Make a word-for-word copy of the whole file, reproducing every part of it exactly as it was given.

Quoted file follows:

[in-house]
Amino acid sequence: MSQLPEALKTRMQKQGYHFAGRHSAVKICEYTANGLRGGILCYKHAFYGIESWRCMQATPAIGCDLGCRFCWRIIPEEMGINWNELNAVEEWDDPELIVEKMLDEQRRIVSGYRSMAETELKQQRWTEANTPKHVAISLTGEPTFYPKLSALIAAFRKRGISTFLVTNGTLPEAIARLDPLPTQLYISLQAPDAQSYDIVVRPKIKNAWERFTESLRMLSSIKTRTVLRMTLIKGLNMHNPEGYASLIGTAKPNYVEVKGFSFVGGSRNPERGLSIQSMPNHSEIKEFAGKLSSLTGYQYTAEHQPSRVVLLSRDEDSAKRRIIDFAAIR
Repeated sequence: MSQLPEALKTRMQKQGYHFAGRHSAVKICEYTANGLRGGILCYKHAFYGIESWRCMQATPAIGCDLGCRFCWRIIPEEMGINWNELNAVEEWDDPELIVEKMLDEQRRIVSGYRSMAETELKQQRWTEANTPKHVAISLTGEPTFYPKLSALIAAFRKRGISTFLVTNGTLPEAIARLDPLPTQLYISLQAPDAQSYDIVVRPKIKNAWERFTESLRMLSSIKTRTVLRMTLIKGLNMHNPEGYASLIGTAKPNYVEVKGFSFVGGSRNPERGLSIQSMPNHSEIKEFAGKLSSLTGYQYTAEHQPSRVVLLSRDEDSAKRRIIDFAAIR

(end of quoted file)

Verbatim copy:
[in-house]
Amino acid sequence: MSQLPEALKTRMQKQGYHFAGRHSAVKICEYTANGLRGGILCYKHAFYGIESWRCMQATPAIGCDLGCRFCWRIIPEEMGINWNELNAVEEWDDPELIVEKMLDEQRRIVSGYRSMAETELKQQRWTEANTPKHVAISLTGEPTFYPKLSALIAAFRKRGISTFLVTNGTLPEAIARLDPLPTQLYISLQAPDAQSYDIVVRPKIKNAWERFTESLRMLSSIKTRTVLRMTLIKGLNMHNPEGYASLIGTAKPNYVEVKGFSFVGGSRNPERGLSIQSMPNHSEIKEFAGKLSSLTGYQYTAEHQPSRVVLLSRDEDSAKRRIIDFAAIR
Repeated sequence: MSQLPEALKTRMQKQGYHFAGRHSAVKICEYTANGLRGGILCYKHAFYGIESWRCMQATPAIGCDLGCRFCWRIIPEEMGINWNELNAVEEWDDPELIVEKMLDEQRRIVSGYRSMAETELKQQRWTEANTPKHVAISLTGEPTFYPKLSALIAAFRKRGISTFLVTNGTLPEAIARLDPLPTQLYISLQAPDAQSYDIVVRPKIKNAWERFTESLRMLSSIKTRTVLRMTLIKGLNMHNPEGYASLIGTAKPNYVEVKGFSFVGGSRNPERGLSIQSMPNHSEIKEFAGKLSSLTGYQYTAEHQPSRVVLLSRDEDSAKRRIIDFAAIR